Board Game Catering: An Interview with Jesse Tannous of Great Minds Think Geek
Jesse Tannous, a freelance journalist who regularly contributes articles for Casual Game Revolution, recently began a new board gaming venture that has caught our attention. Great Minds Think Geek, as it is called, is a Phoenix-area business that provides a game library and game teaching services to various venues and events that are interested in tabletop gaming. We wanted to find out more, so we reached out for an interview.
Casual Game Revolution (CGR): Hello, Jesse! Great Minds Think Geek sounds like a really cool venture! For those who aren't familiar with your company, what is your short elevator pitch for Great Minds Think Geek?
Jesse Tannous (JT): The shortest elevator pitch I've come up with to try and explain Great Minds Think Geek to people quickly is something along the lines of, "It's like a catering business only for tabletop board games." Although, another appropriate comparison would be something like a Karaoke DJ.
CGR: Have you ever started companies before or is this your first plunge into entrepreneurship?
JT: This is the first time I've ever started a business, and it wasn't as intimidating as I would have imagined. Register on some websites, pay a few fees, set-up an advertisement in a local newspaper and that was about it. Had never really considered starting a business before, but when I decided to try and build this idea from the ground up it just made sense to have something a little more official in place.
CGR: You mentioned that starting a business was not as difficult as you thought. What was the most challenging step? What tips would you give to those who are interested in starting a business?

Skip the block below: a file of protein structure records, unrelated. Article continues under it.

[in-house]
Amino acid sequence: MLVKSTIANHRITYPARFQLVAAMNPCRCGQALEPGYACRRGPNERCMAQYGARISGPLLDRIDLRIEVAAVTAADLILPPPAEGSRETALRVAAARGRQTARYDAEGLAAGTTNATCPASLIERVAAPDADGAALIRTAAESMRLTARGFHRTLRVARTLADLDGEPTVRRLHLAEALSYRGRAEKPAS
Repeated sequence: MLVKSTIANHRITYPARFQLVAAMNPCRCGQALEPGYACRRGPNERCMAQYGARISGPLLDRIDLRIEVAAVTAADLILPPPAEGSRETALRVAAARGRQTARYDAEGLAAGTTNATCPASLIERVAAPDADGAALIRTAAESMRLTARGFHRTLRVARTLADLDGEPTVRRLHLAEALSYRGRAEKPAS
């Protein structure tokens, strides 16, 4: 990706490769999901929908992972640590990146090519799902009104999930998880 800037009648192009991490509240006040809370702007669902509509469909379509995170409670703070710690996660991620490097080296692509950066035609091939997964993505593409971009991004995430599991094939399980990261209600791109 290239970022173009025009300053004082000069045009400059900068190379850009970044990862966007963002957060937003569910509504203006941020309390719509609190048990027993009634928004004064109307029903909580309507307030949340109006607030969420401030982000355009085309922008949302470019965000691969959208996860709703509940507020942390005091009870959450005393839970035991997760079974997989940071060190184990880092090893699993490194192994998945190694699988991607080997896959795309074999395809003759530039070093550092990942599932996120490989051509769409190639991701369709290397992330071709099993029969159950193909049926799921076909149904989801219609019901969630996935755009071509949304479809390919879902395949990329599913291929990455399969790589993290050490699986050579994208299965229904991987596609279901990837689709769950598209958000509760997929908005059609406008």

JT: Honestly my biggest tip would be to just sit down and do a little research, you may be surprised how simple it is to get a business started on paper. The process can vary from state to state so that may account for why I feel like it was pretty simple, but to just get a little LLC started here Arizona the process was relatively straight forward and cost around 200-300 dollars. Nothing about the process would be something I'd say was challenging, except maybe just the fees involved. The longest waiting period was scheduling the advertisement in a local business paper, a requirement here in Arizona. Now the growth of Great Minds Think Geek from an official LLC on paper, to an actual thriving business, that's still something I'm working out for myself.
CGR: How largely have you been involved with gaming throughout your life?
JT: Gaming has always been a huge part of life. I grew up getting dropped off by my mom at the local Atomic Comics. I would hang out for hours playing games like Magic: The Gathering, and those experiences are really what solidified my interest and passion for gaming. It always felt welcoming, and I try and capture that feeling whenever I do these events. Anyone can enjoy tabletop games, and I just try and help make that happen.
CGR: That is so great that you were able to game so much in your childhood! It is also important to foster that inclusiveness, as you mentioned. Other than Magic: The Gathering were there any other games you gravitated to? What led you to those games?